Throttle shaft wear test

The pen points to where you may find throttle shaft wear. It is not uncommon to see wear in the butterfly valve itself, too. Both conditions occur mostly to high-time carburetors.


It is also a good time to check the butterfly valves. (The flap in the throat of the carb. There's two, one for the choke and one for the throttle). Although you won't be removing them, look around the edge for wear. Also look for wear in the throttle shaft. Each time you squeeze the trigger the butterfly has to open. In time, the shaft and butterfly will wear causing another type of air leak.

Reassembling A Carburetor

Now its time to reassemble the carb. Start by installing the needle valve. Make sure the pivot arm is properly set. Never pry on the arm to set the height with the needle seated. This is hard on the neoprene end.

Next, soak the diaphragms in a little fuel and then install them. Tighten the screws evenly and be sure the diaphragms are not wrinkled.

Last, install the low and high jets. Pre-set them to where the saw will start and run. Consult the owner's manual for this setting or set it to where you remember it was set. If you don't remember and don't have a manual, a general rule is 1 1/4 turns on each jet to start.

Preadjust Carburetor

Pre-set the adjustment needles to a position where the saw will start and run. Once you get the saw running you can fine tune it. Never close and tighten these needles. Tightening these needles against their seats will damage them.


This is a good time to pressure check the carb. Apply a small amount of pressure to the inlet needle to see if it holds. 6 lbs is enough. If it doesn't hold pressure, take the carb back apart and see why. Before re-installing it in the saw, flush the fuel tank, check the fuel hose, impulse hose, heat block and intake boot, and change the fuel filter. Once this is done, re-install the carb.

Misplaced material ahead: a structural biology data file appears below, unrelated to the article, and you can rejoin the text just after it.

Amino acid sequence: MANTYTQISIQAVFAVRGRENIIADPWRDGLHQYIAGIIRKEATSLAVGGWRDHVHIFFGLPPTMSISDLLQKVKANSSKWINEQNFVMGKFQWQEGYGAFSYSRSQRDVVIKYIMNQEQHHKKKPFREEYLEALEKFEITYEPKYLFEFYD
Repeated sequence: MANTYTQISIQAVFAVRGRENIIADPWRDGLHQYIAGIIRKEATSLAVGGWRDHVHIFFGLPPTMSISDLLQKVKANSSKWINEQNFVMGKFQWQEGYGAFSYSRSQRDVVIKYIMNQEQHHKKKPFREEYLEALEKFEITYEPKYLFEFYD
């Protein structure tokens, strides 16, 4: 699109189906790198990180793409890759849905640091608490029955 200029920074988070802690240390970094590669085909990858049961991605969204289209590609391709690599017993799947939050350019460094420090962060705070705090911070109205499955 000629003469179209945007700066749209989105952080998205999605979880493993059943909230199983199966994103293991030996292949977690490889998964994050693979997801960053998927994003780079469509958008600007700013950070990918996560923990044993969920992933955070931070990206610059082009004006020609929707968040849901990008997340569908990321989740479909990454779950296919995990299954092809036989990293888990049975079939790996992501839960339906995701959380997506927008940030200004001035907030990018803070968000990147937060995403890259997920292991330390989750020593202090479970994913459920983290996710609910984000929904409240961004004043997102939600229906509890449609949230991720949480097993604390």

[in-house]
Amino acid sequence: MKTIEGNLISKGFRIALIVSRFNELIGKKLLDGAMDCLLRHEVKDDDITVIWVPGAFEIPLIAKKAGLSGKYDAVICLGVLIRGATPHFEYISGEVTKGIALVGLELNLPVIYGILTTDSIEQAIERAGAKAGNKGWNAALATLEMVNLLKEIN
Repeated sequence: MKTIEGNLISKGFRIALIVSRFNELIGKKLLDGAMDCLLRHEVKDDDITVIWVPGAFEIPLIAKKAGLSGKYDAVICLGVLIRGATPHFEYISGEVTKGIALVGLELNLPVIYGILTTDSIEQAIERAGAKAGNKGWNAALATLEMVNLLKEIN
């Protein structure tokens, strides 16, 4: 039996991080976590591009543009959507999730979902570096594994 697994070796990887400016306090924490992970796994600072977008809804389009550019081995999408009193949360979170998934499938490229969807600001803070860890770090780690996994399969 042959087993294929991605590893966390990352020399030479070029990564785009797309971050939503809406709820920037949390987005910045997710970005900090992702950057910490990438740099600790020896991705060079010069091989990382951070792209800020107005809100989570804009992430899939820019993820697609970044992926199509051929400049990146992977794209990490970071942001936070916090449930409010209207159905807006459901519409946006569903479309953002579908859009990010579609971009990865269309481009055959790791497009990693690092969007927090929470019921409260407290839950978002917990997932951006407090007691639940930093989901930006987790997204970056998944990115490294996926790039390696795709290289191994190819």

Pressure Test Inlet Valve

A small amount of pressure in the fuel inlet line tests the sealing ability of the inlet needle valve.


Fuel Filters

The fuel filter on the left shows debris on its surface. Compare it to the new clean filter on the right. Fuel filters should be changed regularly and be part of any fuel system repair.


Now is also the time to replace or clean the air filter. You should also inspect the air filter assembly for damage, misalignment, or evidence of debris leaking past it. Once the saw is back together, start it, adjust by ear, listen for any indication of the old problem. Once it is warmed up to operating temperature, do the final adjustment with a tachometer.

Our Advice

If you attempt a fuel system repair and are not confident the problem is resolved, don't run the saw. Fuel system problems can damage or destroy the saw. Bring it in to us or take it to a capable technician and get fixed it right.

We have fixed thousands of air leaks and carburetor problems. We also have the special tools, like the dyno for stubborn or hard to find problems. We have never been beat! If you have any questions, contact us. Helping you get the most out of your pro saw is our job... That's why we're the Pro's Choice.

Got more questions about fuel systems on pro chain saws? Call or stop in.